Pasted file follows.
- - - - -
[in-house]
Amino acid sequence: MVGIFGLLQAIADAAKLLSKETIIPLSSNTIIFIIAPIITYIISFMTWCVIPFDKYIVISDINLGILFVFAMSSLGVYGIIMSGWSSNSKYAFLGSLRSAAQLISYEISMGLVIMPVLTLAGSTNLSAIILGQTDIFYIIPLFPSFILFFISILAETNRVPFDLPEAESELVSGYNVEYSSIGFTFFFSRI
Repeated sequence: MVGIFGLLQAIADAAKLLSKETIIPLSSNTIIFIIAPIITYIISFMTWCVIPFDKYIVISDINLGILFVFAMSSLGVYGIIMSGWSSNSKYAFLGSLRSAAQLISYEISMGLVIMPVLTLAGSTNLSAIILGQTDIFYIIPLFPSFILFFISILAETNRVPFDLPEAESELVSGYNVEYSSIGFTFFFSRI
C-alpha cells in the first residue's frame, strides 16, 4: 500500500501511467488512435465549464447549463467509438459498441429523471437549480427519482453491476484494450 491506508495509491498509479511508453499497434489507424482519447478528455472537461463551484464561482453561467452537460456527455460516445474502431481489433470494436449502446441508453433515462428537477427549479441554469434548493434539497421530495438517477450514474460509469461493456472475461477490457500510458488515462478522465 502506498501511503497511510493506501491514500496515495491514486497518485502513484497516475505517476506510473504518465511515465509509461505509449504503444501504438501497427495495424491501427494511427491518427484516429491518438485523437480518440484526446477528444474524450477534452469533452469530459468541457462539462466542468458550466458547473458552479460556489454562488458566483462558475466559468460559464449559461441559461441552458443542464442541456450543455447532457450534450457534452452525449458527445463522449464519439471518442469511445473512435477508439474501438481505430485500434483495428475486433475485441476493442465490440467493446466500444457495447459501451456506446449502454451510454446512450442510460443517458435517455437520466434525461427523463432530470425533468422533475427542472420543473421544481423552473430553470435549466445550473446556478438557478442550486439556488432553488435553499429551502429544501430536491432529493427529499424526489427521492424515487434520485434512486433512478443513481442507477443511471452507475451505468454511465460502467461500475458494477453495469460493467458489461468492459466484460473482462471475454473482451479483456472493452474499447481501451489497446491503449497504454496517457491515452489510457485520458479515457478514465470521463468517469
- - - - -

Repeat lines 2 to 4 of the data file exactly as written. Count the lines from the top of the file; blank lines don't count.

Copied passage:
Amino acid sequence: MVGIFGLLQAIADAAKLLSKETIIPLSSNTIIFIIAPIITYIISFMTWCVIPFDKYIVISDINLGILFVFAMSSLGVYGIIMSGWSSNSKYAFLGSLRSAAQLISYEISMGLVIMPVLTLAGSTNLSAIILGQTDIFYIIPLFPSFILFFISILAETNRVPFDLPEAESELVSGYNVEYSSIGFTFFFSRI
Repeated sequence: MVGIFGLLQAIADAAKLLSKETIIPLSSNTIIFIIAPIITYIISFMTWCVIPFDKYIVISDINLGILFVFAMSSLGVYGIIMSGWSSNSKYAFLGSLRSAAQLISYEISMGLVIMPVLTLAGSTNLSAIILGQTDIFYIIPLFPSFILFFISILAETNRVPFDLPEAESELVSGYNVEYSSIGFTFFFSRI
C-alpha cells in the first residue's frame, strides 16, 4: 500500500501511467488512435465549464447549463467509438459498441429523471437549480427519482453491476484494450 491506508495509491498509479511508453499497434489507424482519447478528455472537461463551484464561482453561467452537460456527455460516445474502431481489433470494436449502446441508453433515462428537477427549479441554469434548493434539497421530495438517477450514474460509469461493456472475461477490457500510458488515462478522465 502506498501511503497511510493506501491514500496515495491514486497518485502513484497516475505517476506510473504518465511515465509509461505509449504503444501504438501497427495495424491501427494511427491518427484516429491518438485523437480518440484526446477528444474524450477534452469533452469530459468541457462539462466542468458550466458547473458552479460556489454562488458566483462558475466559468460559464449559461441559461441552458443542464442541456450543455447532457450534450457534452452525449458527445463522449464519439471518442469511445473512435477508439474501438481505430485500434483495428475486433475485441476493442465490440467493446466500444457495447459501451456506446449502454451510454446512450442510460443517458435517455437520466434525461427523463432530470425533468422533475427542472420543473421544481423552473430553470435549466445550473446556478438557478442550486439556488432553488435553499429551502429544501430536491432529493427529499424526489427521492424515487434520485434512486433512478443513481442507477443511471452507475451505468454511465460502467461500475458494477453495469460493467458489461468492459466484460473482462471475454473482451479483456472493452474499447481501451489497446491503449497504454496517457491515452489510457485520458479515457478514465470521463468517469